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Alastair explores the wine regions of Argentina

By Alastair Marshall, also posted in News on

Wine Buyer Alastair MarshallOn a recent visit to the wine growing areas of Argentina, I was fortunate to take a trip south and head for Patagonia where wine production, with a little help from the Argentinian government, is taking off. This is a cool climate area, and so I hoped for interesting examples of Pinot Noir and perhaps some perky fizz. My preconceptions were of glaciers, mountains and valleys, and I am sure that they are there somewhere - but where the vineyards are is flat; very, very flat. As far as the eye can see it is flat and generally featureless. Desert scrublandIt is all naturally a desert, and if it was not constantly irrigated by the generous, snow-melt rivers that flow down from the Andes, it would revert to type quickly. Vineyards are a relatively new addition to the agricultural scene down here, the production of apples, pears, olives and garlic is already established on an impressively large scale and I recall driving past one field of espaliered apples for more than twenty minutes. [caption id="attachment_9522" align="alignleft" width="170"]Irrigation water brings agriculture to the desert Irrigation water brings agriculture to the desert[/caption] There are a few main roads that are metaled, but mostly it is sandy tracks on which the locals delight in passing one’s cautious progress, to leave you in a dust cloud that only blows clear when they are miles ahead. The wines vary from mediocre to sensational, but this is a new venture and from just my first foray into this developing region, I can see the exciting potential. Try the Pinot Noir from the delightfully named Bodegas Fin del Mundo (coming soon!)- it is full of the possibilities of the region. Familiar to all who have sampled the delights of Argentinian wines is the name Mendoza. My recent visit has given me a much better understanding of the shape and feel of the land and saying Mendoza, as it turns out, is the equivalent of saying Acquitaine in France. [caption id="attachment_9521" align="alignright" width="144"]Patricio Gouguenheim Patricio Gouguenheim[/caption] Think of a region that encompasses all of Bordeaux, Bergerac, Duras, Buzet, Cahors etc, under one general catch-all name and you have it. Mendoza, similarly, incorporates several distinct areas and my eyes are firmly turned towards the Tupungato region of the Uco valley, which is not only the source of the excellent Adnams Malbec from Susana Balbo, but also the home of Bodegas Gouguenheim. Gouguenheim is a bit of an oddity in the region, as the winery shows complete lack of attention of an internationally-awarded architect, and its futuristic visitor centre is nowhere to be seen. All Patricio Gouguenheim’s investment has been in his vineyards, leaving his functional, box-like winery to be just that - functional. We have expanded our range from this excellent source because they represent some of the best value-for-money wines that we know. Try the Torrontés for a great example of this spicy dry white or the Reserva Malbec, which shows perfect varietal flavours wrapped up in a substantial mouthful. You can watch a video of Patricio Gouguenheim chatting to Alastair during his visit to Southwold last week here. You can also listen to a podcast of Alastair's interview with Patricio.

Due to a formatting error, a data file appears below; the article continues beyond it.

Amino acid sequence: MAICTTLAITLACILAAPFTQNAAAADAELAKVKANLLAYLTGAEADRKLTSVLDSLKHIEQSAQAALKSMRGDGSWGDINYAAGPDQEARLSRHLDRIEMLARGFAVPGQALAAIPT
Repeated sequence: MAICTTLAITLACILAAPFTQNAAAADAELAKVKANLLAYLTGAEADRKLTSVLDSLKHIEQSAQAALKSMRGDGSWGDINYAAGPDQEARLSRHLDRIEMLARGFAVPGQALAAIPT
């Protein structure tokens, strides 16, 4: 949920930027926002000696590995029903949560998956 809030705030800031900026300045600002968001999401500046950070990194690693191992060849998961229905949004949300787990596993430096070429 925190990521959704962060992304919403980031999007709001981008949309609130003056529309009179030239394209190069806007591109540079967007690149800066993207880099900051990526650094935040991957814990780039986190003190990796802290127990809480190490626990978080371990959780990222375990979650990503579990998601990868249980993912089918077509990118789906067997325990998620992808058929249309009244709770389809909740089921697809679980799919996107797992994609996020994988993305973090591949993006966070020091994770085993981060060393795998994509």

Alastair Marshall